History of Napa
Napa Valley is widely considered one of the top American Viticultural Areas in California, and all of the United States, with a history dating back to the early nineteenth century. By the end of the nineteenth century there were more than one hundred and forty wineries in the area. Of those original wineries several still exist in the valley today including Charles Krug Winery, Shramsburg, Chateau Montelena and Beringer. Viticulture in Napa suffered a setback when prohibition was enacted across the country in 1920. Furthering the damage was an infestation of the phylloxera root louse that killed many of the vines through the valley. These two events caused many wineries to shut down and stalled the growth of the wine industry in Napa County for years. But for many Italian and Swiss families in the vineyards, Prohibition offered the unique opportunity for the growing and shipping of grapes to immigrant homewinemakers across the country. Charles Forni rose to be a large shipper. The Mondavi family came West to Lodi to ship grapes to Minnesota immigrant miners. When Prohibition stopped in 1931, the price of grapes crashed. Then A.P. Giannini, founder of Bank of America at San Francisco, started to promote to rebuild the commerce of wine and viticulture. Following the Second World War, the wine industry in Napa began to thrive again.
In 1965, Napa Valley icon Robert Mondavi broke away from his family's Charles Krug estate to found his own. This was the first new large-scale winery to be established in the valley since before prohibition. Following the establishment of the Mondavi estate, the number of wineries in the valley continued to grow, as did the region's reputation. Consumer trends followed the 60s free lifestyle for experimentation. The old "paesano" customers of "dego red" gallon jug wines changed to young women who considered white wine, not beer, as their new drink of choice for romance. Robert Mondavi Winery attracted new wine aficionados by introducing the larger, 1.5 wine bottle for an image of affordable quality.
In addition to large-scale wineries, Napa Valley's boutique wineries produce some of the world's best wines. The producers of these wines include but are not limited to: Araujo, Bryant Family, Chimney Rock Winery, Colgin Cellars, Dalla Valle Maya, Diamond Creek, Dominus Estate, Duckhorn Vineyards, Dunn Howell Mountain, Grace Family, Harlan Estate, Husic, Kistler, Jericho Canyon Vineyards, Marcassin, Rutherford Hill Winery, Screaming Eagle, Sequoia Grove, Shafer Hillside Select, Spencer-Roloson Winery, Steltzner Vineyards and Vineyard 29.
Today Napa Valley features more than three hundred wineries and grows many different grape varieties including Cabernet Sauvignon, Chardonnay, Merlot, Zinfandel, and other popular varietals. Napa Valley is visited by as many as five million people each year.
Napa County has maintained a rural agricultural environment in a large portion of the valley floor while neighboring Sonoma, Solano and Yolo counties have allowed large tracts of former farmland to be rezoned for commercial and residential development. In 1968 vintners and civic leaders in the county seized an opportunity to preserve farmland by taking advantage of the Williamson Act enacted by the California Legislature to give landowners property tax relief for designating their land for agricultural purposes. This agricultural preserve on the floor of the valley in unincorporated areas between Napa and Calistoga was the first of its kind in the state. Initially, the preserve encompassed 23,000 acres (93.1 km2), since founding it has grown to more than 30,000 acres (121.4 km2). In 2010, legislation was passed by the California State Senate and State Assembly and sent to the Governor for signing in the form of Senate Bill 1142. This bill was created to provide relief stream of funding to augment the Williamson Act.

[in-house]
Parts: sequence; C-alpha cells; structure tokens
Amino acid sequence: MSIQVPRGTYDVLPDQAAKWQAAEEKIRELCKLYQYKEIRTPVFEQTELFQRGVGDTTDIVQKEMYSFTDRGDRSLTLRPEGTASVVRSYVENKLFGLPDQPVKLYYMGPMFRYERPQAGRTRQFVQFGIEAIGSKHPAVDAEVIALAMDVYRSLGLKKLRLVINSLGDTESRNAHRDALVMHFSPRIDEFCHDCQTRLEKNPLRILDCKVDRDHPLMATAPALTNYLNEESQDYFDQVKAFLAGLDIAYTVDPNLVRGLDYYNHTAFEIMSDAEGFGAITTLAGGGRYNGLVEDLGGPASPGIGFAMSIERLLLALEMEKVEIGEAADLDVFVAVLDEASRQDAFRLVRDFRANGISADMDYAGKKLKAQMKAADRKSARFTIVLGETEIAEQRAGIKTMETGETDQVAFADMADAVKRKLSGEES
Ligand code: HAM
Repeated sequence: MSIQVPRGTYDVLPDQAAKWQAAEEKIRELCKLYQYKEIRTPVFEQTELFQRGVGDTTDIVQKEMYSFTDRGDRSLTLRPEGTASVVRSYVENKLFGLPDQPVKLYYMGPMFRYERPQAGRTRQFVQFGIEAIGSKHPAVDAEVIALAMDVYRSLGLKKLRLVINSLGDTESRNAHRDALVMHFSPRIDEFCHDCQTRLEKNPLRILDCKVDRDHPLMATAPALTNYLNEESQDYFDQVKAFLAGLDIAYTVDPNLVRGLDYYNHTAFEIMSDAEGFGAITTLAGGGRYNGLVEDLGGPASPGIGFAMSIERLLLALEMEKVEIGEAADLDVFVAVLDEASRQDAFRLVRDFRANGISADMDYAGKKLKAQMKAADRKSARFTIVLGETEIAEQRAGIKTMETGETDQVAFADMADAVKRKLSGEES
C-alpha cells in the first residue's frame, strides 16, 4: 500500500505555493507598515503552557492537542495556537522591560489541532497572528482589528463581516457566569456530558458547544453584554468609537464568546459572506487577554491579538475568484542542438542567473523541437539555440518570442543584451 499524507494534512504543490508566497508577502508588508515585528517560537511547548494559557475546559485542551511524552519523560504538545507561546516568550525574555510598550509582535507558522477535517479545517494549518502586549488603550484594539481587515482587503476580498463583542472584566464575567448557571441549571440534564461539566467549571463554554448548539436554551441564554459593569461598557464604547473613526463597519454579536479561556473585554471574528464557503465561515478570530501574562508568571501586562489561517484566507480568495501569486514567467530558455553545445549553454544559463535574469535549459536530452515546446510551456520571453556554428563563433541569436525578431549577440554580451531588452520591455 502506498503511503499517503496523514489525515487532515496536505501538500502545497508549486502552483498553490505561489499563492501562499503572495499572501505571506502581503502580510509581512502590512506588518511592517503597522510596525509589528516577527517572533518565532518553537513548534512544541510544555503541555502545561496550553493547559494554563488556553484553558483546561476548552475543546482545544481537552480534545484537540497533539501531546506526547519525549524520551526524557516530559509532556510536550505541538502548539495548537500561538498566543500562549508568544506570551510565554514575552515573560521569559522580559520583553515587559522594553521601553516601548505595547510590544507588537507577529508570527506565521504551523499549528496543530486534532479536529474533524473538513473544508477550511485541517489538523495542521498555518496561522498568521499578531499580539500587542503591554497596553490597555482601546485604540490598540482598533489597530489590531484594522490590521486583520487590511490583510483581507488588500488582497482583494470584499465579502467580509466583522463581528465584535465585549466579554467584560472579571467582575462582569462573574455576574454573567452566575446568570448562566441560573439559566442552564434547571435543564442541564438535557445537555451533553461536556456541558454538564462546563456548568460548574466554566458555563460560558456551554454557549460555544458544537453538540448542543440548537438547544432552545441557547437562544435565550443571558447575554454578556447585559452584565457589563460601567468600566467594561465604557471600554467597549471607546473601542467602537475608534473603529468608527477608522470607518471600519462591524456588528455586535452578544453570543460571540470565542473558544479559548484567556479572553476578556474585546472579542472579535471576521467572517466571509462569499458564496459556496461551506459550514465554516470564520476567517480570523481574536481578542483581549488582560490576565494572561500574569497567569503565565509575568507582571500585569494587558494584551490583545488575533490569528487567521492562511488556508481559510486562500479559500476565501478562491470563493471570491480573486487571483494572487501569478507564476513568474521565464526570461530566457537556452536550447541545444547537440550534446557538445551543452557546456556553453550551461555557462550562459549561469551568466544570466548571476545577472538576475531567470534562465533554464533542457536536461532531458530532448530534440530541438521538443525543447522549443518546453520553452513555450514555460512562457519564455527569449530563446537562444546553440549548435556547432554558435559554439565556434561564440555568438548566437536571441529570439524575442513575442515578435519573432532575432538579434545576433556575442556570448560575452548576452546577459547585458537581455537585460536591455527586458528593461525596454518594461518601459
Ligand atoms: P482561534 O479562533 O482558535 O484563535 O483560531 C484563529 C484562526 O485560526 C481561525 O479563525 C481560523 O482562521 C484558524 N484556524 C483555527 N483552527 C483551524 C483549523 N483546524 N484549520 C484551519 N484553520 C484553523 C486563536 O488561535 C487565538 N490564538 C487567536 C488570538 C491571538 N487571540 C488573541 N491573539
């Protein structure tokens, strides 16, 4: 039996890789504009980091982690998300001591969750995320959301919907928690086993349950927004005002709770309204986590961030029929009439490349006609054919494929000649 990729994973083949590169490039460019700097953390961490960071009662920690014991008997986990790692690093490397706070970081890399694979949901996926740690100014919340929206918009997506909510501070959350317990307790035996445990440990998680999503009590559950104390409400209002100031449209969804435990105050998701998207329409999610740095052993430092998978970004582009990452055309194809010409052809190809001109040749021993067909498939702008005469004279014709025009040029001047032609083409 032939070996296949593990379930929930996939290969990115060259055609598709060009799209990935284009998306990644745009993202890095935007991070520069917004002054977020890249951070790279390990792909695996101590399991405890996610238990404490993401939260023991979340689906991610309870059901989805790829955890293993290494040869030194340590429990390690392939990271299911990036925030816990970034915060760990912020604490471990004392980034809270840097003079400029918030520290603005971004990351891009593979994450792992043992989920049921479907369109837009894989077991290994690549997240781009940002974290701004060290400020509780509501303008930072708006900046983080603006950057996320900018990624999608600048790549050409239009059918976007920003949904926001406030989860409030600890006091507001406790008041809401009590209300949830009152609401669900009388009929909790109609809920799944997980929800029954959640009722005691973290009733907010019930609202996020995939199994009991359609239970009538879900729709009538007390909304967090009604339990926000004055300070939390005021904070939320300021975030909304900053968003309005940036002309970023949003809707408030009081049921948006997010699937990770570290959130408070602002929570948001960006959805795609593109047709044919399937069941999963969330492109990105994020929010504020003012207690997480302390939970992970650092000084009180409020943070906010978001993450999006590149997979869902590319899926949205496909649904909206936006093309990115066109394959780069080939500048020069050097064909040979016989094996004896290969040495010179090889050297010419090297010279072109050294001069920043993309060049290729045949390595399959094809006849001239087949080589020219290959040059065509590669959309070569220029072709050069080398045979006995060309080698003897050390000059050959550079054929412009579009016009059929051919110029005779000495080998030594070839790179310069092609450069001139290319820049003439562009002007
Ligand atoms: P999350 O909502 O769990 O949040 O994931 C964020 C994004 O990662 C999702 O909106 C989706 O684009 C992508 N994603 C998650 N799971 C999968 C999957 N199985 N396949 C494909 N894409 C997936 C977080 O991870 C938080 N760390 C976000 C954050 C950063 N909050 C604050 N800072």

The county has resisted encroachment on the preserve since it was created with voters reaffirming their desire keep it intact on several occasions. In 1990 voters passed Measure J adopting an initiative freezing all county zoning changes until the year 2020 unless there is a ⅔ majority vote to adopt such changes. Measure J was reaffirmed by a 5-2 vote of the California Supreme Court in 1995 in the case of Devita v. County of Napa.
The Land Trust of Napa County was founded in 1976 by a group of local citizens with a mission to protect the natural diversity, scenic open space and agricultural vitality of the county. The trust acquires conservation easements, facilitates land transfers to local, state and federal agencies along with accepting outright donations of land within and outside the boundary of the agricultural preserve. The trust now covers over 50,000 acres (202.3 km2). While establishment of the agricultural preserve and the land trust has slowed residential development in much of the county, residential growth within the incorporated cities has continued at a moderate pace. Several substantial homes have been built on the hills surrounding the valley in areas not covered by the preserve or the land trust. A large portion of the land south of the City of Napa remained undeveloped for many decades until the 1980s. Several wine bottling facilities and wine storage warehouses now stand on what was once vacant land. A number of light industries have also sprung up in this region as new business parks have been built. The growth of American Canyon, Napa County's southernmost and newest city; incorporated in 1992 has prompted the establishment of several new retail outlets in the southern end of the county in recent years. American Canyon has also established a green belt preserve of over 1,000 acres (4.0 km2) on the western and eastern sides of the city.